You should try to collect a sample midway between a short and a fat
clay. Preferably one that forms tiny shallow crack when worked into
- Collect a moist sample in a polythene bag and bucket from below the
surface to avoid contamination. Store your clay in a plastic bucket
with an air tight lid to prevent drying out.
PREPARING YOUR CLAY
- Clay needs to be free of impurities and flexible enough
to model. If your clay was collected dry [as from the cracked bottom
of an empty farm dam] it should be pulverised into tiny bits in a bucket
and sufficient water added to cover the material. After a week of soaking
the remaining lumps are squeezed out of the slip by hand.
- Pour off the excess water.
Transfer the slip to a plaster of paris bat [ dry block of plaster]
which will absorb the excess water. Work [ called wedging] the clay
into large workable lumps kneading out the air bubbles. If the clay
is still too wet allow further air drying time and rewedge. When it
ready for use wrap the wedges of clay in plastic and store them in the
air tight bucket.
MODELLING YOUR CLAY
- If the clay is to worked into thick forms [models]. It needs
to be opened by adding white sand or crushed pottery fragments [grog]
to the clay. This is needed to enable dangerous moisture to escape more
readily from the thicker portions before firing. If the clay is to be
worked into thin hollow forms [pottery] then an opener is not needed.
- There are basically three alternative starting points...
A great variety of form and texture is obtained by beating the soft
clay with wooden paddles, impressing designs into the clay, rolling
it on textured materials, such as bark or old wood, binding it in grasses
or hessian, scratching it and combining clays of different colours together
Once the form is ready the clay is allowed to dry out completely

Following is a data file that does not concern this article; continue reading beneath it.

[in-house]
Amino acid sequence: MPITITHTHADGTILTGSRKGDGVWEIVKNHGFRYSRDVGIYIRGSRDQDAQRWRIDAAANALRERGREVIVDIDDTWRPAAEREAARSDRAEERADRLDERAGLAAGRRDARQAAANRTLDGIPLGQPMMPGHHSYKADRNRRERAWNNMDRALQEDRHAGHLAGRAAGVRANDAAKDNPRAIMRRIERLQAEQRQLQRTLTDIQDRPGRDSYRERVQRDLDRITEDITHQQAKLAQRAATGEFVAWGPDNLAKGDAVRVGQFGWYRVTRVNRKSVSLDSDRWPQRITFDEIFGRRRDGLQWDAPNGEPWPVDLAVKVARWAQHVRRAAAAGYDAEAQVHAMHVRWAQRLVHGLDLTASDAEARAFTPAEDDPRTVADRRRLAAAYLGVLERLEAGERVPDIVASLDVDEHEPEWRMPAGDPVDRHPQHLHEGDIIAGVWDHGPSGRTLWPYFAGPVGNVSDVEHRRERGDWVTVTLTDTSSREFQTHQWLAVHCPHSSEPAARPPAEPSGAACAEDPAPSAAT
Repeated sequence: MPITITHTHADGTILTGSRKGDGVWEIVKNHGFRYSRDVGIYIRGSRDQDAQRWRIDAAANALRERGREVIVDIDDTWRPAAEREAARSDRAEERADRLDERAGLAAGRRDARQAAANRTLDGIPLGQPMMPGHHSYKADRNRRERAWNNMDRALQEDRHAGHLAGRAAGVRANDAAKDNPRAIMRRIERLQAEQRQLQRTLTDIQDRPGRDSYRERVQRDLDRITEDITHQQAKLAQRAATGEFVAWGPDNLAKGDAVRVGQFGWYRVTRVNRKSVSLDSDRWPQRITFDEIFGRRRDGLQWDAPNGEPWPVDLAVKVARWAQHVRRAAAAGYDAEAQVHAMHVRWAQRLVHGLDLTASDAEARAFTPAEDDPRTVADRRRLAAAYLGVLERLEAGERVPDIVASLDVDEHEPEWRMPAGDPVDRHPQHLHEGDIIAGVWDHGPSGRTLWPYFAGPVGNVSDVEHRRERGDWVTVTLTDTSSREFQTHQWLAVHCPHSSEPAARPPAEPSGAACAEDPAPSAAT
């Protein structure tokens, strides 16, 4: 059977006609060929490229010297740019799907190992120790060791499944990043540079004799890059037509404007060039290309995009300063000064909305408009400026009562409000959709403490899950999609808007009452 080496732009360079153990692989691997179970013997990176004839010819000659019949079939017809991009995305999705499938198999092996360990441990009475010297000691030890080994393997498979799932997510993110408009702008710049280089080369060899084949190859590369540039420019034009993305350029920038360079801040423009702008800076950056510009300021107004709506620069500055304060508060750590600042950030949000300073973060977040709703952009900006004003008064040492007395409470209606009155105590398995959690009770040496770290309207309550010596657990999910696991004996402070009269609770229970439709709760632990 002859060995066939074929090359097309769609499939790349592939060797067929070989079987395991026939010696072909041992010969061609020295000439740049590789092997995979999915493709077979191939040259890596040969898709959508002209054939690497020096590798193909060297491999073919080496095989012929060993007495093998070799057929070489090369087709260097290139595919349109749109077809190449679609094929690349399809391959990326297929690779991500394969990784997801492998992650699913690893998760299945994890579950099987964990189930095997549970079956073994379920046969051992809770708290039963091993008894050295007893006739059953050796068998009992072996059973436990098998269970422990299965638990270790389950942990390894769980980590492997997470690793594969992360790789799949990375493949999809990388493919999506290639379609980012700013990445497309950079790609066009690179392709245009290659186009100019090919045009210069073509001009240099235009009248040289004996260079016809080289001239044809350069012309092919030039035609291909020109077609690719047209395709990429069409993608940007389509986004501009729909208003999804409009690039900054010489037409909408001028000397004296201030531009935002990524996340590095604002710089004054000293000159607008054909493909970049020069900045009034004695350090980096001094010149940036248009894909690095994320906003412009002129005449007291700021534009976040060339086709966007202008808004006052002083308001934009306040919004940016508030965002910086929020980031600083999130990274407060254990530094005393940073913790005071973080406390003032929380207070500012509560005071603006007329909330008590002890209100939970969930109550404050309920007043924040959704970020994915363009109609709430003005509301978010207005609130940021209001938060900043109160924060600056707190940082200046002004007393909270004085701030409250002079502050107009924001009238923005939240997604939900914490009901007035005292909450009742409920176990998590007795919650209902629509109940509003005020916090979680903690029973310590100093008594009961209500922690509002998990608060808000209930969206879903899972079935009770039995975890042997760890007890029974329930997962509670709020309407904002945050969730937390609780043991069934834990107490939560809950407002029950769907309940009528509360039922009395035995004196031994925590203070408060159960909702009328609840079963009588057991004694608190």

at room temperature. It becomes harder and lighter in colour as it changes
to biscuit-ware. At this stage the pot will dissolve away if put into
water. Once it is almost dry, it is possible to burnish or polish the
outside of the dry clay using the back of a spoon or small river smoothed
stone. The pot can also be decorated by scratching or carving out grooves
- The ball of clay into which a thumb is pressed to create a hollow
vessel called a pinch pot.
- A rolled out slab of clay which is cut with a knife and stuck together
with slip along its edges before being smoothed together - this is
- A rolled sausage which is coiled into a pot and the coils smoothed
FIRING YOUR CLAY
Not only is this an entertaining and useful skill to learn. The products
can be sold as pots in which your own plants and succulents from your own
nursery can be marketed as part of a fund raising venture.
- No clay can be fired until completely air dried. The initial
firing process must be slow and steady with no sudden changes of temperature.
The pots must be slowly heated to 100 degrees centigrade to expel moisture
slowly. Fast firing will burst any clay objects. Clay changes into pottery
at 500 to 600 degrees centigrade.
- A simple sawdust fired kiln can be made with twenty bricks. Lay two
rows of bricks loosely in an open square 2 bricks long by two bricks
wide. Pack the pots to be fired in sawdust on all sides. Cover them
with sawdust. Insert a twist of paper in the top. Light the paper and
cover the open top with a metal dustpan lid. The fire should burn very
slowly all day and twenty four hours later it should be possible to
remove the cooled pottery. These pots will all be permanently black.
- If you want your pottery to have a more natural colour you will have
to protect the pottery from the firing fuel. This kiln design is a mixture
of the traditional Roman and Japanese wood burning kiln. The kiln is
fired through a fire box constructed out of a small half drum insulated
with a thick layer of clay. Flames draw through the kiln chamber. The
fire should be kept burning throughout the day, it taking about 20 hours
to fire and cool the kiln.